Scott Ritter dropped a couple of bombs during a talk on monday.
We’ll have to watch Hersh’s column, I guess.
Anyway, I’m sure the Bushies around here will mock and ridicule Ritter just like they did he was going around saying that Iraq did not have any WMDs. But since Ritter was RIGHT about that and Bush was proven to be a liar, why shouldn’t we believe Ritter now?
Anyway here it is. Are we going to bomb Iran? Did we fix the elections in Iraq?
I don’t find either allegation to be exactly incredible. What say you?
Incredible? No. It wouldn’t surprise me if Ritter turned out to be correct.
But, at least Ritter was a UN Weapons Inspector, and so he had some first hand knowledge of what was going on in Iraq. I don’t think he has nearly as much credibility on the internal machinations of the Bush Administration.
He claims he got the info from the inside. We’ll see. I’m particularly intrigued by the allusion to Hersh. Hersh has said that he’s been getting good info from Bush insiders who don’t like what the Neocons are doing but don’t want to risk their careers (or risk Plame-style retaliation against their families) by going public. Somebody tipping off Ritter might not be so implausible.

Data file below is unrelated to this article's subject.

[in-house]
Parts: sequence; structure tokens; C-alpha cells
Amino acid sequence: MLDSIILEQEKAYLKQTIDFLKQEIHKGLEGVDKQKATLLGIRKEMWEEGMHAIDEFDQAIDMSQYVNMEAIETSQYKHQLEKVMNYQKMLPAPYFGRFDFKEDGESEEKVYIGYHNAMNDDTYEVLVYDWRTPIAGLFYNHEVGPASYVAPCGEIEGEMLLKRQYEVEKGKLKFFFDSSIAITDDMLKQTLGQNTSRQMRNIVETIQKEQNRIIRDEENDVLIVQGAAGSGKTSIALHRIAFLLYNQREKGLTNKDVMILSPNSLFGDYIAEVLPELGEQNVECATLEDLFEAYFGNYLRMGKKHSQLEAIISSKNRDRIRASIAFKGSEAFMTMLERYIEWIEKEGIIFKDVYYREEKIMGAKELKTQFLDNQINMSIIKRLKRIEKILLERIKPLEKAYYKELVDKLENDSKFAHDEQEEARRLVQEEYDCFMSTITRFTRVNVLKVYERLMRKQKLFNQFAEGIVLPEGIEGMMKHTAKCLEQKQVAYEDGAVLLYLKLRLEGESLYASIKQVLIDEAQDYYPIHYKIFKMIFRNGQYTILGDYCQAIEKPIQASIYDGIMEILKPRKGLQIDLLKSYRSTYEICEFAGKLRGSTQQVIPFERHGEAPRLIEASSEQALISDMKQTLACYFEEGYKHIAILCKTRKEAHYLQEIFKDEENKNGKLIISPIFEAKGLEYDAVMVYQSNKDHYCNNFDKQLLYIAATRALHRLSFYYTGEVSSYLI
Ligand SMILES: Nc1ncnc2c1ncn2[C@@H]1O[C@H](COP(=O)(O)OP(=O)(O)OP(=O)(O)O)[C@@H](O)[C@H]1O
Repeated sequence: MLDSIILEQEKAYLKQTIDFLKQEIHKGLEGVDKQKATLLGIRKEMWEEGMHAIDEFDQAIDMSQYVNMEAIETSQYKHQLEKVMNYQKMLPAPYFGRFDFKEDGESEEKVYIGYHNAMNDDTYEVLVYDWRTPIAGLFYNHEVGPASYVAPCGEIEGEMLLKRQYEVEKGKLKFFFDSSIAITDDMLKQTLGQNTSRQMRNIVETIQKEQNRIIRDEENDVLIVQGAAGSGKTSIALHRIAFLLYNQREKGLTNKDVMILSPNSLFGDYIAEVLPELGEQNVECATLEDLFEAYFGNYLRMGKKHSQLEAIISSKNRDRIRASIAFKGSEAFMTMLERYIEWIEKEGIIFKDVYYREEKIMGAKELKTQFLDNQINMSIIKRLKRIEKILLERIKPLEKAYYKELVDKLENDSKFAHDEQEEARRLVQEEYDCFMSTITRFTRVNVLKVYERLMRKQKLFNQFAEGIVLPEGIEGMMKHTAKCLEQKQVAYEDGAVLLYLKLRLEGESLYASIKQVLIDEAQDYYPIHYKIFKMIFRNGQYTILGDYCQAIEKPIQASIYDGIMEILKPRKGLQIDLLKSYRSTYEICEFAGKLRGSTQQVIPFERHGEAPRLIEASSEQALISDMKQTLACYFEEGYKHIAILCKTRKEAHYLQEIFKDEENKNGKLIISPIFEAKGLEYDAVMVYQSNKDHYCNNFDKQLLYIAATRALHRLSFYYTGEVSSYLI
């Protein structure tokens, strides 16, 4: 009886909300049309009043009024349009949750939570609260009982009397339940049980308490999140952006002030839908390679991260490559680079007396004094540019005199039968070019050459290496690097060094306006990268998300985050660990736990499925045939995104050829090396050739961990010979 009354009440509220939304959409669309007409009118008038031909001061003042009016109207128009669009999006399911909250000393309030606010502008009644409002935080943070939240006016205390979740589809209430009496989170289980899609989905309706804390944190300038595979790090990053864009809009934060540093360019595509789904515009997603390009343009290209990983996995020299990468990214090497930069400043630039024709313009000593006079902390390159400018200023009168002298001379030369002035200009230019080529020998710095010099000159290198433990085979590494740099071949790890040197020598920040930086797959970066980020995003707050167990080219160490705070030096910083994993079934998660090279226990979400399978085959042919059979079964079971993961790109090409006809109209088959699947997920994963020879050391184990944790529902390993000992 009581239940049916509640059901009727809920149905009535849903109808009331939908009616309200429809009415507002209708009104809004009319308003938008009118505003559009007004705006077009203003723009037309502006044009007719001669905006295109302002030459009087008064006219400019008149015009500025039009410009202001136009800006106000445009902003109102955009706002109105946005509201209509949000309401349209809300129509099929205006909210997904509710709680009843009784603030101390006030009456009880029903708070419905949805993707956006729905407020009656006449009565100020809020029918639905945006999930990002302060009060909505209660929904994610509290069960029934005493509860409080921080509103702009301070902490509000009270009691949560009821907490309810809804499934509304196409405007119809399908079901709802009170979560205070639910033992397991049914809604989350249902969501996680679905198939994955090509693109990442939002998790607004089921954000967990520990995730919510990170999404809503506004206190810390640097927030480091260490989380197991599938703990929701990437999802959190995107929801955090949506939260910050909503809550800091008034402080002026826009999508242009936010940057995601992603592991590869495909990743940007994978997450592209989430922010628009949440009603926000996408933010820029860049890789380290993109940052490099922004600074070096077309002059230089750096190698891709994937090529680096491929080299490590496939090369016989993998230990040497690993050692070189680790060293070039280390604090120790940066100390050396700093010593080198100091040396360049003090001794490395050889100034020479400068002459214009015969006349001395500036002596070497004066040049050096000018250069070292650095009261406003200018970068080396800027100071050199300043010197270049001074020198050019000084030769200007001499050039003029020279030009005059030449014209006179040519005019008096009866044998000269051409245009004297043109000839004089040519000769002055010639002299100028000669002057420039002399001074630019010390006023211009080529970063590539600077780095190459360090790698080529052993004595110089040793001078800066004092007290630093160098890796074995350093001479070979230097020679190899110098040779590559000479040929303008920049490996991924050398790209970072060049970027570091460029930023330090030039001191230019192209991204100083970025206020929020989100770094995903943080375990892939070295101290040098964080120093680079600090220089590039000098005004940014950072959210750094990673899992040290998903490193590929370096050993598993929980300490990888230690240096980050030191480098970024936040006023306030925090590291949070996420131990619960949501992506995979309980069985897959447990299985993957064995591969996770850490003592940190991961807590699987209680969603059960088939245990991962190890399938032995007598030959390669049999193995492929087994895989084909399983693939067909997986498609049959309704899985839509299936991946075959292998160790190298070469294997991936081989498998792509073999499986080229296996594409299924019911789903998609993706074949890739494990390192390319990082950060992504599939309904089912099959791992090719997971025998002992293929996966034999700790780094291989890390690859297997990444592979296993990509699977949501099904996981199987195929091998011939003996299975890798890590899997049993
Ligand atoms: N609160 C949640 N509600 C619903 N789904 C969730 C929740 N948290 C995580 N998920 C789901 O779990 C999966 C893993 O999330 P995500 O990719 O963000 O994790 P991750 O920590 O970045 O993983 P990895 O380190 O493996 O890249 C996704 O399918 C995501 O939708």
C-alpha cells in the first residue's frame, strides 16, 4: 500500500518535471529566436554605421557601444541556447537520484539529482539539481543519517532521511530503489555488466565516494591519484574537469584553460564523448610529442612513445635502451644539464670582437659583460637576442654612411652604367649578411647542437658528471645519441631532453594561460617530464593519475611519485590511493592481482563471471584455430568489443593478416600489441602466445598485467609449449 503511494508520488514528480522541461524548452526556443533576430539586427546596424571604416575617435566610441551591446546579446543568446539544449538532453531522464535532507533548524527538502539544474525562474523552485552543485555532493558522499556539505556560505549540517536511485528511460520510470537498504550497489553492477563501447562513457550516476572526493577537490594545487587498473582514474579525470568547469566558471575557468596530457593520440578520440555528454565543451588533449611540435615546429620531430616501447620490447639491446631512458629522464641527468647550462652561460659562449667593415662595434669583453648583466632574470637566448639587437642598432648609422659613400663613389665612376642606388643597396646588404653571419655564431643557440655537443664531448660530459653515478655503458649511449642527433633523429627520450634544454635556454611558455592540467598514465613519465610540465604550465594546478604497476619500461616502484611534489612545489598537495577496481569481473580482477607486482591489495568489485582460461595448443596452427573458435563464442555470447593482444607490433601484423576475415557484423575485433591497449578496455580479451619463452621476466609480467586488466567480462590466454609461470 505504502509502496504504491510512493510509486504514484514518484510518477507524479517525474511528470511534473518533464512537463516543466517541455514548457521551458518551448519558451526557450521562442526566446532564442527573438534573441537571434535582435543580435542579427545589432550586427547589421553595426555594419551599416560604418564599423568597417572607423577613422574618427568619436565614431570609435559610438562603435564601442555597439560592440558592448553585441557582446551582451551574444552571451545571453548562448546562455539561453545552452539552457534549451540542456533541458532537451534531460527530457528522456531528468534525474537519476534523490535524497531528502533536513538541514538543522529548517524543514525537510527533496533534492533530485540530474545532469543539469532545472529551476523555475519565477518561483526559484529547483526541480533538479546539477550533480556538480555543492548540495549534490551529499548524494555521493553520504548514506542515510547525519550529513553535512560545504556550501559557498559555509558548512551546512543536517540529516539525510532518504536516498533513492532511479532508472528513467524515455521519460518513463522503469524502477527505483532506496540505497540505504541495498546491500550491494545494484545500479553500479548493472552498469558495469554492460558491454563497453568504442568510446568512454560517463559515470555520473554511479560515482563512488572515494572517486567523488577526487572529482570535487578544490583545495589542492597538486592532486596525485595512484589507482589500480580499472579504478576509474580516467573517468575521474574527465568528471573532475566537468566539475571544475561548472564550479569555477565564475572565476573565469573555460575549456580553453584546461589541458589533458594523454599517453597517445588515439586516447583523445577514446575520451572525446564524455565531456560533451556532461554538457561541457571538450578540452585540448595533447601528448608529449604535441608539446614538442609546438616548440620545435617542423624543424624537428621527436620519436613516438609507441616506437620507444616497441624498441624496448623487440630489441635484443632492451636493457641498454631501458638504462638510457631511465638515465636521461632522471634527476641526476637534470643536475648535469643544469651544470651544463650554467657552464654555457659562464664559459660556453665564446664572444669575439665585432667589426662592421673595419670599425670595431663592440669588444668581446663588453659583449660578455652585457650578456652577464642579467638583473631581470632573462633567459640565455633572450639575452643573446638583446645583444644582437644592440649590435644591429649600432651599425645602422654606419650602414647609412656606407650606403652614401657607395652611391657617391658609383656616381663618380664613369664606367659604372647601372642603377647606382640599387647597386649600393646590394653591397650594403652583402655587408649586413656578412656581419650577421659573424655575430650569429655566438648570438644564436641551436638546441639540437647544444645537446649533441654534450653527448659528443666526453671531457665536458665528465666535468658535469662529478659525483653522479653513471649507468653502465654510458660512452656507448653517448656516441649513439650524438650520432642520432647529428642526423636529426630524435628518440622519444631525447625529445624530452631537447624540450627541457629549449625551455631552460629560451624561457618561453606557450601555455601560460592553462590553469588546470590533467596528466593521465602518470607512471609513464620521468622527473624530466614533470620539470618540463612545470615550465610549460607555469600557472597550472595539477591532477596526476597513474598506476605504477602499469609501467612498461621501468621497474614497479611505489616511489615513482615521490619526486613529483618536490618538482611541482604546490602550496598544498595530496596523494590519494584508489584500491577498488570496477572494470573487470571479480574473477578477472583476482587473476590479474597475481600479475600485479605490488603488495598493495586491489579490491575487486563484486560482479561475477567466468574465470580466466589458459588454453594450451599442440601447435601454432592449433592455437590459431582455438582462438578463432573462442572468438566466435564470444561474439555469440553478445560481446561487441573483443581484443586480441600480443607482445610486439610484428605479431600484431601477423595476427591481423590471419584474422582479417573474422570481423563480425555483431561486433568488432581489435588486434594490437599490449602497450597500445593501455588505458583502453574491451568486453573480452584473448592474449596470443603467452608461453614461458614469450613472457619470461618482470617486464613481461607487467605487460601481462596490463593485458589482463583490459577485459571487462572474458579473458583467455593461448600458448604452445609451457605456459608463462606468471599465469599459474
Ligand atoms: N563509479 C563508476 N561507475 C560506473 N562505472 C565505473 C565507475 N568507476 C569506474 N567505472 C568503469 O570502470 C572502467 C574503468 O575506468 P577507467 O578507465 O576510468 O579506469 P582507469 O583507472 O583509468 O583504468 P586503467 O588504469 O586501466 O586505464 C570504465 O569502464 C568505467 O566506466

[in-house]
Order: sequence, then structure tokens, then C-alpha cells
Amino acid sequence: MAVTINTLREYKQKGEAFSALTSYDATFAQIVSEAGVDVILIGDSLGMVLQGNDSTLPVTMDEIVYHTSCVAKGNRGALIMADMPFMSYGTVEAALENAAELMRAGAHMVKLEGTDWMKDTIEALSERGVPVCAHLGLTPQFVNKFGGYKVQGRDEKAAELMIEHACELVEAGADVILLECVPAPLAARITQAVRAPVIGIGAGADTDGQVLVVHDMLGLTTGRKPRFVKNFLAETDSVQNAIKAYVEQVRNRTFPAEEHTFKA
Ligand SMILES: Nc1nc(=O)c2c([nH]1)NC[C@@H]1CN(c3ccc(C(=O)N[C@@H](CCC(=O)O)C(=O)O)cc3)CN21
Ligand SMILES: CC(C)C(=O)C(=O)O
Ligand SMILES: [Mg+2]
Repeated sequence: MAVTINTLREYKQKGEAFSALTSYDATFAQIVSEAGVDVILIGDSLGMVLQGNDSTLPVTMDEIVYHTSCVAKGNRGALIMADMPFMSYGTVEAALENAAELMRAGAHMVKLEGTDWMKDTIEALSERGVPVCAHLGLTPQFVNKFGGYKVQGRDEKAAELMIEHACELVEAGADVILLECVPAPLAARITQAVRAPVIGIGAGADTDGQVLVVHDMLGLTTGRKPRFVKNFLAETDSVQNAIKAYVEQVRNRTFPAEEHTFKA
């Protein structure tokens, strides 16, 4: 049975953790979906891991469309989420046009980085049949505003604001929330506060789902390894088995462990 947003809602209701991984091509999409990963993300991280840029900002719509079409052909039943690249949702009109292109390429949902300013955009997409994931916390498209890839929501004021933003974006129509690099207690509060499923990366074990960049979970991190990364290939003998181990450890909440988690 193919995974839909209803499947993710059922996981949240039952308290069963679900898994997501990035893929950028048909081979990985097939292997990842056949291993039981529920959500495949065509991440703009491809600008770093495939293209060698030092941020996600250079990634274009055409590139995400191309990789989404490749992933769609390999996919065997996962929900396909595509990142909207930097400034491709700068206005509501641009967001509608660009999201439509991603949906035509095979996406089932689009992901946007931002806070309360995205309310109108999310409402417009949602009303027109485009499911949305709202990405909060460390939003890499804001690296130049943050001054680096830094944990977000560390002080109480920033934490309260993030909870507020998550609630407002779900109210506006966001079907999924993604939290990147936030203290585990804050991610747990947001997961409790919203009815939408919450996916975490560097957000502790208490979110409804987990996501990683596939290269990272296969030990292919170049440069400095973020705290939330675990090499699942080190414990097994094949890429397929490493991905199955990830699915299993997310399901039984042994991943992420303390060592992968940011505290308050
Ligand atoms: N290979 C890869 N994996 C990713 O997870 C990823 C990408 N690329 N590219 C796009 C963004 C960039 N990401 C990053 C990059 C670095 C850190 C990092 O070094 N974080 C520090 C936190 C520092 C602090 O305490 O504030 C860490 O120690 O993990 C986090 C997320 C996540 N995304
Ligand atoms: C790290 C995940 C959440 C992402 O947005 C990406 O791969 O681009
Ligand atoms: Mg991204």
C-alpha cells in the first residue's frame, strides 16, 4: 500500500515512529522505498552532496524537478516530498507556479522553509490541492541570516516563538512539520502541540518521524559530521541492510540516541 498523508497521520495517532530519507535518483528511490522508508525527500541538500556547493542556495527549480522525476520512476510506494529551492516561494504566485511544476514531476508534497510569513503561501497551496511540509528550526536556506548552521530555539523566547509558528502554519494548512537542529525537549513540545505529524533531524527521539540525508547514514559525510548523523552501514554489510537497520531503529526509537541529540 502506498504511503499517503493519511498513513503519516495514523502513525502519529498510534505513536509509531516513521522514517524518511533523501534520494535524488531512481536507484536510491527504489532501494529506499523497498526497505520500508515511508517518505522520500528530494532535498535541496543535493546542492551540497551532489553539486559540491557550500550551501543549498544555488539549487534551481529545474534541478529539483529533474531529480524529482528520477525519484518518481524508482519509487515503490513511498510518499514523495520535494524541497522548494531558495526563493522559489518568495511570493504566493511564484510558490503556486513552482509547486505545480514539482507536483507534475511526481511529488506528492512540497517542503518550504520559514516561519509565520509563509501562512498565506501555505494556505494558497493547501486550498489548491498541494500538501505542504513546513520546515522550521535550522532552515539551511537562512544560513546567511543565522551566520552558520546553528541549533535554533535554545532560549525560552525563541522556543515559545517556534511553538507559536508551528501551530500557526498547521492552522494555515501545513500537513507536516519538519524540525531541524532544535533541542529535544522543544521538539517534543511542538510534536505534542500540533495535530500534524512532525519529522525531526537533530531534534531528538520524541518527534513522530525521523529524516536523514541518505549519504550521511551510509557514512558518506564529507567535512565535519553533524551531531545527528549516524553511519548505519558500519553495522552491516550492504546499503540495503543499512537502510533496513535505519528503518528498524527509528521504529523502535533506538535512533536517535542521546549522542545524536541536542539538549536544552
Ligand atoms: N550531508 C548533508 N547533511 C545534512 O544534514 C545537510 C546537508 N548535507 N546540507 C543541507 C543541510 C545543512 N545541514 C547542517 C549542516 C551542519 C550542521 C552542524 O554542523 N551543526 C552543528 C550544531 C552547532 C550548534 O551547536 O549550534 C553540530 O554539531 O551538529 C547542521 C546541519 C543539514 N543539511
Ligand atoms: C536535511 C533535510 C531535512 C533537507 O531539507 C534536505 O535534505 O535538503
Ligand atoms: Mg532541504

I just wish that Bush would come out and say that he has “no plans on his desk” for attacking Iran, just like he said about Iraq back in May of 2002 (less than four months before he told the U.N. that we will “act on our own” if resolutions are not enforced, and less than five months before Congress is asked to authorize an Iraq attack).
Ritter will gain a lot of political capital if he is right. On the other hand, if he is just speculating, he has just joined the administration’s dance for “who can spin?” faster and farther.
Given that his legitimate debunking of the administration lies has earned him their undying enmity, he is certainly not getting his information from them. On the other hand, he could be getting his information either from a friend who is still “inside” or from an unfriend who has been given the task to make him look foolish.
In any event, while we can all speculate on what might happen and how good or bad such events might be, there is no reason to actually include Ritter’s claims in the discussion since he is unlikely to have any more accurate information than the rest of us.